Gusanos blancos de Maguey There are two types of worms - red which are smaller and the white which are meatier. I ordered the white ones and these were a revelation. They were very cirspy and flavorful.
And now something sweet……
Dulceria de Celaya
A lovely turn of last century building housing delectable sweets. The main location is at 5 de Mayo No 39, but there is also a branch in Roma. Confections are made by hand and faithful to traditional recipes.
Pasteleria La Ideal
Not too far from Bellas Artes on Av. 16 de Septiembre No 18 is La Ideal, Mexico City's most famous and ornate bakery shop. This temple of baked goods attracts a faithful Mexican clientele at all times of the day and its second floor with their glorious display of cakes for all occasions is a must for any visitor who comes. On the first floor where the baked goods are, you pick up a tray and a pair of tongs and pile up what you want. When you are ready to check out, bring the tray to one of the girls behind the counter. She will write you a receipt to take to the cash register for payment and then you bring the receipt back to the attendant to pick up your boxed or wrapped goodies. There are also counters for cookies (pasta seca), turnovers, whole cakes and desserts.
I took a private taxi from the hotel to the airport and the ride took about 20 min. I decided to arrive 3 hrs. before departure just in case the strikers wanted to block the road to the airport as they did a few days ago disrupting the travel plans of many travelers. Thankfully there were no incidents and I arrived with plenty of time to spare.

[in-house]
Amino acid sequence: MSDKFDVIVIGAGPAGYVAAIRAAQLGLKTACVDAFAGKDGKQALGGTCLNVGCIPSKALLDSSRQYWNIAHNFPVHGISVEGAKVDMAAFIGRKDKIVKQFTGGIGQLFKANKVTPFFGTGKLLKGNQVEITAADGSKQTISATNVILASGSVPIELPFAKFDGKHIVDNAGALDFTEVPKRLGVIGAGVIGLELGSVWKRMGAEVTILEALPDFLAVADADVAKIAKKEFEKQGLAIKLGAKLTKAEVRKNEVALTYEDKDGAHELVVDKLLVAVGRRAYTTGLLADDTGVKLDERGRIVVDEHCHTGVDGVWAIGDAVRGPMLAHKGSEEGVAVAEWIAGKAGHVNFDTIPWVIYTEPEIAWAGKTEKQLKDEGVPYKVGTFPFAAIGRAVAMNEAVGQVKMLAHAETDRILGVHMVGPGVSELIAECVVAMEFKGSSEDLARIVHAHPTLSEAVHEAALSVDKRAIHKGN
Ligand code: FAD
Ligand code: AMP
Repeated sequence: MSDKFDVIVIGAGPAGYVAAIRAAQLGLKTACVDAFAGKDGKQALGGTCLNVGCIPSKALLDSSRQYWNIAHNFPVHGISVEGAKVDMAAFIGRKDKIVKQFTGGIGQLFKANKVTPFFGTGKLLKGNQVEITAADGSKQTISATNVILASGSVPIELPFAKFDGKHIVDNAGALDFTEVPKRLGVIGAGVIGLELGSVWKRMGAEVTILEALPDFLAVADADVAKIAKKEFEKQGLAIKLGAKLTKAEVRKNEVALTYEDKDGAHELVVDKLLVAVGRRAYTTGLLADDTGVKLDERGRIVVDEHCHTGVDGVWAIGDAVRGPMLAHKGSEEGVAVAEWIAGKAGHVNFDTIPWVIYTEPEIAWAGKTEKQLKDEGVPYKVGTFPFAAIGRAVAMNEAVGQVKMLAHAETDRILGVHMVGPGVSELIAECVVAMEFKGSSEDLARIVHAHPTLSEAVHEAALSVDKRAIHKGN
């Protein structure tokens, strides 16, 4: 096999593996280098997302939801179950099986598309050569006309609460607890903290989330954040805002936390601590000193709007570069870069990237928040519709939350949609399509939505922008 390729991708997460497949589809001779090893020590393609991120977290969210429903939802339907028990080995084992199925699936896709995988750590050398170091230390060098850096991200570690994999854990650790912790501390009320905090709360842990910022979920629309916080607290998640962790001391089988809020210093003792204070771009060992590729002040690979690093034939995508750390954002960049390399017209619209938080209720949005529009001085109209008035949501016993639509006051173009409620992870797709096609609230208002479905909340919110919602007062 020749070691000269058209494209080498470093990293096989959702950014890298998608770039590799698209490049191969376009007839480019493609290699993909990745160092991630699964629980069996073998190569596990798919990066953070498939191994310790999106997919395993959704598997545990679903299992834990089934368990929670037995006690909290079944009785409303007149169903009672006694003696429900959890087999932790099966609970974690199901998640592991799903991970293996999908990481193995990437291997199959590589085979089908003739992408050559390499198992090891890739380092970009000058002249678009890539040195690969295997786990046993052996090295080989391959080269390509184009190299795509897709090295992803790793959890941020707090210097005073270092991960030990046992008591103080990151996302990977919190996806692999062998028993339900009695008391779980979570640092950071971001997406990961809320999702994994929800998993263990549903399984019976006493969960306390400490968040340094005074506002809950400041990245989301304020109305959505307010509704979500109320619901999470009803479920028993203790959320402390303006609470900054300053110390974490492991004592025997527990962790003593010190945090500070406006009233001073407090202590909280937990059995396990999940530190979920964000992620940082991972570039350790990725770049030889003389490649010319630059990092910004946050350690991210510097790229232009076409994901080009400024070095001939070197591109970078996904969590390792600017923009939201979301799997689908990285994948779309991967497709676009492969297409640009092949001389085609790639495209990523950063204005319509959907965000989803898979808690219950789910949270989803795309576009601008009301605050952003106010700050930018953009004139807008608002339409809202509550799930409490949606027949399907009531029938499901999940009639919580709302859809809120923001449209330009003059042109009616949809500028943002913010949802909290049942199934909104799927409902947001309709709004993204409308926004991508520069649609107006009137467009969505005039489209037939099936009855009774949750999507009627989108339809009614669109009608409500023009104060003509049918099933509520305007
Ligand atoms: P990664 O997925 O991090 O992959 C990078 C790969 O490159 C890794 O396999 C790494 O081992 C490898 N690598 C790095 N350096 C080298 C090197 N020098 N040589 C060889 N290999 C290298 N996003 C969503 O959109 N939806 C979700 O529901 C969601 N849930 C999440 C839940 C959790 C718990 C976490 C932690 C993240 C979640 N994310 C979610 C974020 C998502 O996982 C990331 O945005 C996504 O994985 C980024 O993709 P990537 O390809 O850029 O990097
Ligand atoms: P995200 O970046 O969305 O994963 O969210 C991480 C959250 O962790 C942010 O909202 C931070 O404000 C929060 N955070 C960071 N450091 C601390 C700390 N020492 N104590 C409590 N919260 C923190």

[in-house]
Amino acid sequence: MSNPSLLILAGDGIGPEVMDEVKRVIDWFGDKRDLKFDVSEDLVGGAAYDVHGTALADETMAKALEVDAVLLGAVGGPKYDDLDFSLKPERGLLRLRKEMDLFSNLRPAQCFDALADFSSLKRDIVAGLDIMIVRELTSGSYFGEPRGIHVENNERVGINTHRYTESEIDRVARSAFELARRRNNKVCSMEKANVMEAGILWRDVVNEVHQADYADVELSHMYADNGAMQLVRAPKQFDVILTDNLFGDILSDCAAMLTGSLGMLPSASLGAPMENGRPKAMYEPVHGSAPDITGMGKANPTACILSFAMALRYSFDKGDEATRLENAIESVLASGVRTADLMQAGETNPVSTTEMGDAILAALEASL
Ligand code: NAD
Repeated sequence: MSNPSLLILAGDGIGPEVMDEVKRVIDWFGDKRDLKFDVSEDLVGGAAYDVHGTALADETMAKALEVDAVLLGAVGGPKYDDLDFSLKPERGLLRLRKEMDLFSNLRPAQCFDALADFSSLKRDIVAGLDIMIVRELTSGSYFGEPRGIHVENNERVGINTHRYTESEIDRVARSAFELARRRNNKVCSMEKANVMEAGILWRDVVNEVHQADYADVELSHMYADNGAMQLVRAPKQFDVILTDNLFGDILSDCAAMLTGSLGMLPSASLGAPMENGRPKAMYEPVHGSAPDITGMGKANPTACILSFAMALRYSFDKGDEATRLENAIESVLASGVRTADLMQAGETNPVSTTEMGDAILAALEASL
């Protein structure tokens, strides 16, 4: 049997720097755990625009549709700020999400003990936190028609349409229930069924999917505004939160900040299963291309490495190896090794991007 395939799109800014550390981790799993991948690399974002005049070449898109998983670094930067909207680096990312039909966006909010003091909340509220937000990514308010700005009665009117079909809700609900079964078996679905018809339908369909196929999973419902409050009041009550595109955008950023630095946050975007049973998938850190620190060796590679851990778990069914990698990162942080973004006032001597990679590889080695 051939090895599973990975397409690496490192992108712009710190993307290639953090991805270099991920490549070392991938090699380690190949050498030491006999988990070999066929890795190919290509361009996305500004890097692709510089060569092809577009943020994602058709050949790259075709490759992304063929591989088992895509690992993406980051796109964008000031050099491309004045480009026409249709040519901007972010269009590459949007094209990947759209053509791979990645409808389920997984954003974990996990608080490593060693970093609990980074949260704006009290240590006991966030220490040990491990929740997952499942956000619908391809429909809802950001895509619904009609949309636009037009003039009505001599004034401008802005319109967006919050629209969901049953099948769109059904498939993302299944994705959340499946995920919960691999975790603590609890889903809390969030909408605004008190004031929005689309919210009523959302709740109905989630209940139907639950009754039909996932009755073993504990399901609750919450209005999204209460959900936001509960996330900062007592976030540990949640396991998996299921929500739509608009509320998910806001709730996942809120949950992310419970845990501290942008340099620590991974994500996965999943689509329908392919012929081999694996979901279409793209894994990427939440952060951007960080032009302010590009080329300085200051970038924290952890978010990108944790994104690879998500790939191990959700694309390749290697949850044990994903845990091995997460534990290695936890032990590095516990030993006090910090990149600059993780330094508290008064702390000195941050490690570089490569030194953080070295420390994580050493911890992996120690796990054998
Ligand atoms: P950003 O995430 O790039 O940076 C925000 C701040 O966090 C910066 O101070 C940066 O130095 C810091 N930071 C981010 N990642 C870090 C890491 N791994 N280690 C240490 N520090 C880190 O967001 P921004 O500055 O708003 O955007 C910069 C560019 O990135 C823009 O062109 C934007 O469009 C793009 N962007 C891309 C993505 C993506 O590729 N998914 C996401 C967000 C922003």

I went to the AS counter and there was already a long line at check-in. I went to the F line and inquired about an upgrade. Luckily there were still seats available and I was offered one for $108.00. Security was quick but my bag had to be opened for further inspection. The search was conducted quickly and the agent gave me the ok to proceed.
When I looked up for the lounges, I noticed that there was an IB one and decided to pay it a visit.
IB Sala VIP
The IB Sala VIP is located in the first floor beyond security at T1. When I arrived the lounge was empty and it remained that way until I left. The facility was festively decorated and it had a bar in the middle of the room. The lounge was divided into different sections and rest rooms were available inside by the reception desk.
Catering looked basic with a refrigerator containing sandwiches, yogurt, jell-o, pitcher of juices and salad components. There were also fruits, chips and candies in other areas.
My snack plate.
I spent some time at the IB lounge and afterwards I headed to the gate. Boarding commenced quickly and FA's offered pre-departure beverages and hung coats.
While taxing, I came across several Mexican airliners.
After take off FA's offered warm nuts with your preferred beverage. There was no choice for lunch and we were given a vegetarian wrap served with couscous. In the back, people were having beef burritos with cinnamon pastry twist. What dessert did we get in F? A chocolate. There is something wrong when the meal in Y is better than F.
Drink with nuts
French twist that people in Y enjoyed
The flight was very uneventful and we landed in LAX on time. AS always does a decent job service wise, but their catering needs to improve. A cold veggie wrap in F is not filling and at the least they should provide a choice.
Upon landing at LAX I noticed a UA 787 taxing, so I took a couple of shots.
Iberia VIP Lounge
Mexico City - MEX
Los Angeles - LAX
Alaska is a reliable carrier that provides decent service. However their catering on this intl. route is extremely disappointing. The lack of a meal choice flying in a F cabin is unthinkable and the meal that I received was cold and did not look very appetizing. Additionally a small chocolate does not qualify as dessert in my opinion.